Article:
Antifouling with care

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It is that time of year when you can not escape the impending task of annual maintenance to get boats back in shape ready for the sailing season ahead.

As much as the thought of drier, warmer weather and bluer skies offers some incentive, you still have to face the single most arduous chore of scrubbing and prepping hulls ready for a fresh coat of antifoul.

Antifouling, by design, is harmful to aquatic life otherwise it would not work. But a targeted use to control hull fouling is important for safety, speed and efficiency through the water. In addition to dealing with slime, weed or animal fouling such as barnacles, hydroids and molluscs, it also helps to minimise the threat of a more recent and growing problem – invasive non-native species.


Non-native species (sometimes known as alien species) are plants or animals that have been introduced to an area outside their natural range; mostly in ship ballast water, via aquaculture and through secondary spread on the hulls and equipment of recreational vessels.

There are over 90 marine non-native species in the UK and at least 20 are known to be invasive. In other words they are harmful to habitats and native species, as well as damaging to equipment and facilities including boat inlets and outlets, props, keels and rudders. An annual scrub and if needed a new coat of antifoul will definitely help.

It is a good time to ask your local chandlery about the range of options on the market (low Volatile Organic Compounds, alternative hull paints such as vinyl, silicone or Teflon or even an ultrasonic system) and the most appropriate solution for your sailing conditions. It is also good to ask how best to deal with the type of fouling where you keep or sail your boat, bearing in mind that some invasive species are developing a resistance to copper-based antifouling paints.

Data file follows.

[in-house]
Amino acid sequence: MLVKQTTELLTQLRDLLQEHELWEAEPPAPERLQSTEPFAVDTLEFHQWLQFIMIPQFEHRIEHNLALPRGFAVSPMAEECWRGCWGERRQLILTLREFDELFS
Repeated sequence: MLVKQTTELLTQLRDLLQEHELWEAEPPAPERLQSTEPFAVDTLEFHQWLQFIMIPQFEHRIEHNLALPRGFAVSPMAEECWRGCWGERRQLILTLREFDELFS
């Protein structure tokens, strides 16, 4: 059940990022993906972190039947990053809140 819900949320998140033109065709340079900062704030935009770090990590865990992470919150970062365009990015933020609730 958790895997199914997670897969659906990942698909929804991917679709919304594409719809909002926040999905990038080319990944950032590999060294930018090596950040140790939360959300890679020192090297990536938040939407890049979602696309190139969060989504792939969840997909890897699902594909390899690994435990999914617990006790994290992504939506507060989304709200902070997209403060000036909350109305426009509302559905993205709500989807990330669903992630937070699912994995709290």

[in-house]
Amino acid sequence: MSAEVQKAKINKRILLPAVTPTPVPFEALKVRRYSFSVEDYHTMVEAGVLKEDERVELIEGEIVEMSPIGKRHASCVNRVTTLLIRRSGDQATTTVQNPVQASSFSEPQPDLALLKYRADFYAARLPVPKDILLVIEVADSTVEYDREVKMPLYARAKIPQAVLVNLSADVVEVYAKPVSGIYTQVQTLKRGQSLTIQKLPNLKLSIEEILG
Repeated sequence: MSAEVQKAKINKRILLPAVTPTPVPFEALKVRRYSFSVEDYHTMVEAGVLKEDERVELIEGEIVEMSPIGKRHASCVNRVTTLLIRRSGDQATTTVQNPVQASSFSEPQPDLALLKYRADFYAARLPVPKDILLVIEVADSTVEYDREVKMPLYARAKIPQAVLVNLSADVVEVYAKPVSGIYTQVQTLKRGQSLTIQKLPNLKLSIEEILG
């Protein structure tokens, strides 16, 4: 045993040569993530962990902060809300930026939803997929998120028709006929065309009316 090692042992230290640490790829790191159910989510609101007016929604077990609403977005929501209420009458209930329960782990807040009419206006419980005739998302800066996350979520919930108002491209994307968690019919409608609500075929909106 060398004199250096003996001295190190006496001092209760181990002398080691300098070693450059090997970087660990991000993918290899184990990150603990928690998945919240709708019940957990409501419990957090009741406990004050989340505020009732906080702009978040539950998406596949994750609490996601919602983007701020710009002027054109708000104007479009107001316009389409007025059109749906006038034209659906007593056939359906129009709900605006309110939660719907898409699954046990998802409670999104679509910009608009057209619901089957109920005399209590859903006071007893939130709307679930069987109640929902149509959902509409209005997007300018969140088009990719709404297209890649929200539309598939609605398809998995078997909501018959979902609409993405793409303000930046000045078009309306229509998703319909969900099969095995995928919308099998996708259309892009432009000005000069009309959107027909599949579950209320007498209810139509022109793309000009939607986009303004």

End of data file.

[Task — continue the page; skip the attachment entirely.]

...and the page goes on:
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The key to finding the balance between controlling fouling and preventing pollution from excess amounts of antifoul is largely down to common sense. The potential for impact is greatest where concentrated copper scrapings, dust and debris are allowed to enter the water, so as you head to the boatyard in the next few weeks take a couple of simple steps to safeguard the environment.

Tarpaulins are an inexpensive solution for skirting the hull when sanding (preferably with a dustless vacuum sander that will protect your health too) and when scrubbing. Tarps are also an easy way to catch drips and spills when painting. Most marinas and boatyards would prefer not to have sites covered with blue patches or to have loose material blowing into the marina or nearby surface water drains.

If you are doing the work yourself, ask the marina if they have some tarps you can use (and if they say no ask them to get in touch with The Green Blue so we can help out),

And remember that antifouling tins as well as topside paints, varnishes and solvents and used brushes, rollers and trays all have to be disposed of as hazardous waste in the hazardous waste bins and not mixed in with general waste.


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